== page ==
Dana-Farber Researchers Present Promising Kidney Cancer Trial Results


Researchers from Dana-Farber Cancer Institute are presenting an abstract of a Phase I/II trial at the ASCO 2020 Genitourinary Cancers Symposium of MK-6482 in advanced clear cell kidney cancer. The study was in 55 patients who had an average of three previous treatment regimens. The results are promising enough that a Phase III trial is planned.

In most patients with clear cell renal carcinoma, a tumor suppressor protein called Von Hippel-Lindau (VHL) does not function. Because of this, hypoxia-inducible factor (HIF) proteins accumulate inside the cancer cells, which incorrectly signals there is a shortage of oxygen. This activates blood vessel formation, stimulating tumor growth.

MK-6482 targets hypoxia-inducible factor (HIF)-2a, blocking cell growth, proliferation, and abnormal blood vessel formation. In their study, they reported a response rate of 24% across all risk categories of patients receiving the drug.

“A new drug as a single agent showing an overall response rate of 24% across all risk categories—poor, intermediate, and good and in a heavily refractory population—is quite promising,” said Toni Choueiri, first author of the abstract. Choueiri is director of the Lank Center for Genitourinary Oncology and the Jerome and Nancy Kohlberg Professor of Medicine at Harvard Medical School.

Get your free resume review.

You deserve a raise.

Find and apply for higher paying jobs on BioSpace.

Choueiri and his mentor and collaborator William G. Kaelin Jr. shared the 2019 Nobel Prize in Medicine with two other investigators for their work on the body’s mechanism for sensing oxygen levels and switching on genes that allow the body to adjust to a shortage of oxygen.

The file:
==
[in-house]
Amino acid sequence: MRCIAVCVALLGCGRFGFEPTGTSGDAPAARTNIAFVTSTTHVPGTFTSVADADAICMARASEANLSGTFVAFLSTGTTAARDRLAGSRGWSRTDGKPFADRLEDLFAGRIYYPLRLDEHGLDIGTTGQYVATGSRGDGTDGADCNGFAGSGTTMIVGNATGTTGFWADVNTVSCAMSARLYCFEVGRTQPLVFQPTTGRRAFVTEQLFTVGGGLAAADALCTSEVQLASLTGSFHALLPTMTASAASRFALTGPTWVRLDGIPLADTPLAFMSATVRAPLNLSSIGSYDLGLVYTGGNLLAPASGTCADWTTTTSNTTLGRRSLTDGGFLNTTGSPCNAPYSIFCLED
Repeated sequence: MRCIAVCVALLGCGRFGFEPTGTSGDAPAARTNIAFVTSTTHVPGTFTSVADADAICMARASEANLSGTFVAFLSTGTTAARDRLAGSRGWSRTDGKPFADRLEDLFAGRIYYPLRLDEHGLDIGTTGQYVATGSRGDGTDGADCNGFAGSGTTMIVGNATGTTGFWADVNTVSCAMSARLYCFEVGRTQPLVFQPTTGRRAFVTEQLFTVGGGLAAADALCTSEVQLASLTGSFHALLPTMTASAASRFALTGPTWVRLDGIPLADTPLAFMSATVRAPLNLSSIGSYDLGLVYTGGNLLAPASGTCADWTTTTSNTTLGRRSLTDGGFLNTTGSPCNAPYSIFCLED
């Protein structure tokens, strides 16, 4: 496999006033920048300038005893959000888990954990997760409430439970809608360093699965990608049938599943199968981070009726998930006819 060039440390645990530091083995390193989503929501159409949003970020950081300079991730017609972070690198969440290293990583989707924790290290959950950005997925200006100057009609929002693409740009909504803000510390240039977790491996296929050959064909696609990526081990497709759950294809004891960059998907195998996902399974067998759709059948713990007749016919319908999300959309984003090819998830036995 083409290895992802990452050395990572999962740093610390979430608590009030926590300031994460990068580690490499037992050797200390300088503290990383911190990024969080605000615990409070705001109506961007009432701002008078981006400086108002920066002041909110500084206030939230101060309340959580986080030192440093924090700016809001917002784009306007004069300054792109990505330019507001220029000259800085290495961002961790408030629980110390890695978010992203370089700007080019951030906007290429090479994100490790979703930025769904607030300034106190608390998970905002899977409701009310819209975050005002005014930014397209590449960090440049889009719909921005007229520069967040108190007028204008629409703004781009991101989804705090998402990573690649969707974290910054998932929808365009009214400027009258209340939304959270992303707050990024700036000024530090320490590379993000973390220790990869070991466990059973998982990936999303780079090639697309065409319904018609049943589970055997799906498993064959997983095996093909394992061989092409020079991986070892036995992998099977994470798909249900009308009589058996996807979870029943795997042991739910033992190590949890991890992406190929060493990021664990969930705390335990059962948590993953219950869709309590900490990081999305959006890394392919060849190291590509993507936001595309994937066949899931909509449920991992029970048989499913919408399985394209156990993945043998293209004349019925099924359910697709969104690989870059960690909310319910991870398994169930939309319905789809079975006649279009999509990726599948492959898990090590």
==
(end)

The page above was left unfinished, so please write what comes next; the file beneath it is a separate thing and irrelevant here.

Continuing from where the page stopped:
In the study, the overall response rate was 24% after a median follow-up of 13 months. Forty-one patients were stable with a disease control rate, which is complete response plus partial response plus stable disease, of 80%. Two of five favorable-risk patients had partial response, 10 of 40 intermediate-risk patients, and one of 10 poor-risk patients.

The median duration of response hasn’t been reached: 81% of patients had an estimated response of six months or more and 16 patients continued received treatment past 12 months. The median progression-free response was 11 months.

The drug was well-tolerated with a favorable safety profile. It showed promising single-agent activity.

Funding for the research was provided by Merck Sharp & Dohme, a subsidiary of Merck & Co. Peloton Therapeutics is the trial sponsor.

Clear cell renal cell carcinoma (CCRCC) is usually characterized by malignant epithelial cells with clear cytoplasm and a compact-nested growth pattern mixed with intricate, arborizing vasculature. According to Medscape, the incidence of RCC has been rising for the last thirty years in Europe and the U.S., especially in the proportion of small, asymptomatic cancers detected incidentally by way of abdominal imaging. Higher rates are seen in men than women and for black versus white Americans.

CCRCC is typically diagnosed at the average age of 60-64 years, but 7% of sporadic CRCC is diagnosed in people younger than 40 years, with rare cases seen in patients 14-18 years of age without any family history of the disease. The most common risk factors are smoking, obesity and hypertension.


BioSpace source: